Abstract: This article presents results from the first statistically significant study of traffic forecasts in transportation infrastructure projects. The sample used is the largest of its kind, covering 210 projects in 14 nations worth US$59 billion. The study shows with very high statistical significance that forecasters generally do a poor job of estimating the demand for transportation infrastructure projects. The result is substantial downside financial and economic risks. Such risks are typically ignored or downplayed by planners and decision makers, to the detriment of social and economic welfare. For nine out of ten rail projects passenger forecasts are overestimated; average overestimation is 106 percent. This results in large benefit shortfalls for rail projects. For half of all road projects the difference between actual and forecasted traffic is more than plus/minus 20 percent. Forecasts have not become more accurate over the 30-year period studied. If techniques and skills for arriving at accurate demand forecasts have improved over time, as often claimed by forecasters, this does not show in the data. The causes of inaccuracy in forecasts are different for rail and road projects, with political causes playing a larger role for rail than for road. The cure is transparency, accountability, and new forecasting methods. The challenge is to change the governance structures for forecasting and project development. The article shows how planners may help achieve this.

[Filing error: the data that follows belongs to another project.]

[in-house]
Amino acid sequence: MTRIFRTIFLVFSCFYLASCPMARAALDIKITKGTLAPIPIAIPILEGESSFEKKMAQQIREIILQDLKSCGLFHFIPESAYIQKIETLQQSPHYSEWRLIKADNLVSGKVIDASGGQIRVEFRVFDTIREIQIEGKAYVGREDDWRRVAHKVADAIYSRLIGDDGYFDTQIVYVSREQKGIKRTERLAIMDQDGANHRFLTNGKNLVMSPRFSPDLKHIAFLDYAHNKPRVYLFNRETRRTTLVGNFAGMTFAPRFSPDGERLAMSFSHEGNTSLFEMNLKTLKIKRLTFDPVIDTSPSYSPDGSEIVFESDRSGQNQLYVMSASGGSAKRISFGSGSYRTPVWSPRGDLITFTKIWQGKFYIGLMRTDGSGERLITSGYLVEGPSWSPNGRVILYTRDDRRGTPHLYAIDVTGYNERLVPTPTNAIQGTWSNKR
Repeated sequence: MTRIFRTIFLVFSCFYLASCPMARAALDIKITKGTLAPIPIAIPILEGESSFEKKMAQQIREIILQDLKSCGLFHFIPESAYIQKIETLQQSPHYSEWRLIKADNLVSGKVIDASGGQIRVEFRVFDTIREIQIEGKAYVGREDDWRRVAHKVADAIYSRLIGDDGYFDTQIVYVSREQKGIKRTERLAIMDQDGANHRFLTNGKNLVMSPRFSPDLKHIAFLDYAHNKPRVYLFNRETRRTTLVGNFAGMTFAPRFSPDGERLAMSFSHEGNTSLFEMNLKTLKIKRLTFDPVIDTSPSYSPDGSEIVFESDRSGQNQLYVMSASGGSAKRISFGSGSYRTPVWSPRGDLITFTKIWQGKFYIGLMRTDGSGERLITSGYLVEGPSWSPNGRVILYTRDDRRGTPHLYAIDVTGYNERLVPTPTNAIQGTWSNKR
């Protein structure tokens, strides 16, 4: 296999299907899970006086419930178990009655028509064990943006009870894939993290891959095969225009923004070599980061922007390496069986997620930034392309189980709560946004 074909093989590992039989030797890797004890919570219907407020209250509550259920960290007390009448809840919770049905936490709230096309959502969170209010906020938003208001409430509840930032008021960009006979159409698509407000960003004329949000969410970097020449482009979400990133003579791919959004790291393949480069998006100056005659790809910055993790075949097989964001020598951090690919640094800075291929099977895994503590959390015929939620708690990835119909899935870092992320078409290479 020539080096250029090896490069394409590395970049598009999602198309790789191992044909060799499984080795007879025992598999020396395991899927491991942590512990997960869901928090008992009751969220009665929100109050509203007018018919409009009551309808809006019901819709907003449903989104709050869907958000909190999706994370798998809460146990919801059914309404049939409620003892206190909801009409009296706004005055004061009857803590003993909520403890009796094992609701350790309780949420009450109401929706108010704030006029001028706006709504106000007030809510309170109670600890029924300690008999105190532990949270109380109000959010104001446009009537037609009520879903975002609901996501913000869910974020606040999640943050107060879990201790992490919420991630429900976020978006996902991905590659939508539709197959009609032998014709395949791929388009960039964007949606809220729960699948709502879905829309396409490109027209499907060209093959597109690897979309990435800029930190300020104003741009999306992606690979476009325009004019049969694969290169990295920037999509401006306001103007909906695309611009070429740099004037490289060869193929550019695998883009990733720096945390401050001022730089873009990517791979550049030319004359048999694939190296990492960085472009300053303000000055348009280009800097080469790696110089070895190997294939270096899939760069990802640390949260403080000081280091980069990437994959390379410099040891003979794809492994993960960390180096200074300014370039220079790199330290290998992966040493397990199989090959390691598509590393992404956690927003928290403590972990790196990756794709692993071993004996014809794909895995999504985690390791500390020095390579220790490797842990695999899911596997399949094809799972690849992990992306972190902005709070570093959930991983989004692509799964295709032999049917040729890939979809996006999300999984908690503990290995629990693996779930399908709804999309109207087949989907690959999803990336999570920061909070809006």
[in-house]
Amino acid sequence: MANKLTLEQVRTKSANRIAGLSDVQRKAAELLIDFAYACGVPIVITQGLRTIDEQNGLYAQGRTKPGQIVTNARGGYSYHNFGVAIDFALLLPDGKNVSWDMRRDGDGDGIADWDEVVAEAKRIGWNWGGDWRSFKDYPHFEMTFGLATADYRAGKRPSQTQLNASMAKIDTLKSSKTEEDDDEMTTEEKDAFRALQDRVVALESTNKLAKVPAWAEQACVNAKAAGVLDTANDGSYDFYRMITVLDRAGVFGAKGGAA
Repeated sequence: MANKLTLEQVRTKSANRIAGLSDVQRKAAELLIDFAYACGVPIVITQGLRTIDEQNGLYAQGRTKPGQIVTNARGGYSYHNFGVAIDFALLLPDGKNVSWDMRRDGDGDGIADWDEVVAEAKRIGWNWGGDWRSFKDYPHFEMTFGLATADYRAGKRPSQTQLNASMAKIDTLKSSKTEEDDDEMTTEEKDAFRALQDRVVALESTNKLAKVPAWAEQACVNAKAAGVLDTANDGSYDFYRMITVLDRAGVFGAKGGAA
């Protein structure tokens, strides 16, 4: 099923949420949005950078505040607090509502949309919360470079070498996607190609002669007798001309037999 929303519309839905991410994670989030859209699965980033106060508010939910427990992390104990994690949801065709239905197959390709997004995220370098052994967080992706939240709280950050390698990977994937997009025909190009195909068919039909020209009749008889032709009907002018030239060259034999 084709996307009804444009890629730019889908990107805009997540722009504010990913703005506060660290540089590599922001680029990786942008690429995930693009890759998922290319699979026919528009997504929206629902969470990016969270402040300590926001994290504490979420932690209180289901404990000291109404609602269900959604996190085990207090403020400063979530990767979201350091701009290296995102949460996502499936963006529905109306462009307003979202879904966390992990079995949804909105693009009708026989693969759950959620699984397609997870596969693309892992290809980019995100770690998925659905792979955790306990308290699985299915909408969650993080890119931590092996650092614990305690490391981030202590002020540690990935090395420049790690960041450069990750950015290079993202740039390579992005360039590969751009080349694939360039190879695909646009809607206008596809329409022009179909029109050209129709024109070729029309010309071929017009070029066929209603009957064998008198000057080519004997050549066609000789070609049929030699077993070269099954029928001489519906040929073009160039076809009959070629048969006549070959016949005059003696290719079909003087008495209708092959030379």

Date: 2013–03
  5. By: David Ardia (University Lavalle, Quebec, Canada); Lennart Hoogerheide (VU University Amsterdam)